Bloomington Assault Defense Lawyer
Criminal Defense Lawyers Serving Normal, IL
Illinois State law defines assault as using any sort of conduct or behavior
that intentionally makes another reasonably fearful of being harmed or
battered. By this definition, assault is not actually hurting someone but instead
using intimidation, scare tactics, and coercion to negatively influence
them. To this end, it is plain to see how a misunderstanding or exaggeration
could lead someone to accuse you of committing an assault.
Need defense against assault charges?
Contact our Bloomington criminal defense attorneys.
Penalties for Assault Charges
If you are being charged with simple assault in Illinois, you are most
likely going to be charged with a Class C misdemeanor. Do not make the
mistake of assuming that the penalties will be lenient, or that Class
C is a low-level misdemeanor. Any conviction could slam you with harsh
You could be sentenced with any of the following after an assault conviction:
- One month in jail
- $1,500 fine paid to state
- Restitution paid to alleged victim
- 5 days of community service (total hours)
Aggravated Assault Charges Bear Heavy Penalties
The aforementioned legal penalties may be implemented for the most basic
forms of assault in Illinois. It is not uncommon for assault charges to
be escalated to aggravated assault charges. If this happens, you could
be faced with a Class A misdemeanor charge, or possibly a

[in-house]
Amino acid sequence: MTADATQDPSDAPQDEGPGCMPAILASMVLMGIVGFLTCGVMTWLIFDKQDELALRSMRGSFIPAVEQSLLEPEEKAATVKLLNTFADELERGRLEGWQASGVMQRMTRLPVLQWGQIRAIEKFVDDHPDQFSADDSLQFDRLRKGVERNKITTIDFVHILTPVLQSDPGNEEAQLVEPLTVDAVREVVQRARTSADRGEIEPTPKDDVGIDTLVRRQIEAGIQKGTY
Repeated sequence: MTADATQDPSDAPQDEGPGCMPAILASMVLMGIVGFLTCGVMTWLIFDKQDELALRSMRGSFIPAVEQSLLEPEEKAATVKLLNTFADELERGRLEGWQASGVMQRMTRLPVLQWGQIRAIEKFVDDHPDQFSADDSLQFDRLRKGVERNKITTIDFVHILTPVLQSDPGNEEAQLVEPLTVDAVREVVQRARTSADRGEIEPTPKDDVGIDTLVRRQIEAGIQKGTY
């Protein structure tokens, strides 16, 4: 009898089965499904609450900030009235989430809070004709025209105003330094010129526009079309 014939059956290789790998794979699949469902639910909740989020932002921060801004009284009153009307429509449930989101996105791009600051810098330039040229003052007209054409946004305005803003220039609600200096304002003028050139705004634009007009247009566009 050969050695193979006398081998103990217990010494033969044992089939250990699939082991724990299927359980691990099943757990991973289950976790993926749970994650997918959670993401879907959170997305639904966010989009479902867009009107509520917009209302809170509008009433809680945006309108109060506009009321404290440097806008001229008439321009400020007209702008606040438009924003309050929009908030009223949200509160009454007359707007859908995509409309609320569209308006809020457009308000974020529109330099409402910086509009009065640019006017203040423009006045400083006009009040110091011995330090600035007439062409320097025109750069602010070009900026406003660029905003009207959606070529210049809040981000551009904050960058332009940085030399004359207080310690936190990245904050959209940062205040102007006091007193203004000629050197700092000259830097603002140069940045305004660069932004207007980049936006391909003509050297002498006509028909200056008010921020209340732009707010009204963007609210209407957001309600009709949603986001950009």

felony. The penalties will be escalated as well, including 6 years in prison
and a $2,500 fine.
You could be charged with aggravated assault if you allegedly:
- Attempted to hide your identity (including hooded garments)
- Used a motor vehicle to threaten someone
- Recorded the assault for distribution to others
- Used a deadly weapon, or a mock deadly weapon (see below)
- Committed the act in a public place
- Committed the act against a “special victim”
In Illinois legislation, a “special victim” is anyone who is
specifically protected from harm under additional state or
federal statutes. This can include a law enforcement officer, emergency responders,
public workers, elders, and the handicapped, mentally or physically.
Defining Assault with a Deadly Weapon
If any sort of object or item is involved with your assault charges, it
could be considered a weapon. Depending on what it is capable of inflicting,
it may be considered a
deadly weapon, which could raise an assault straight to a Class 4 felony. It
does not matter if you had the capability of using the deadly weapon correctly,
only that it could have caused fatal or serious injury under any circumstances.
For example, you do not need firearms training to have a pistol in your
possession be considered a deadly weapon.
Four items that will constitute a deadly weapon if used in an assault include:
- Firearm, rifle, or gun
- Knife or blade
You Have the Right to Defend Yourself – Use It!
The worst mistake you can make after being accused of assault is to simply
accept the charges and admit guilt. The truth is that there may always
be a way for your case to be dismissed, or your sentencing reduced. To
keep the criminal justice system honest and balanced, it is important
to explore every avenue in a criminal trial. This is the belief and philosophy
of our Bloomington criminal defense attorneys, who have seen the other
side of the courtroom as former prosecutors. Let us put nearly 100 years
of collective legal experience to work for you.
free case evaluation today to discover your legal options.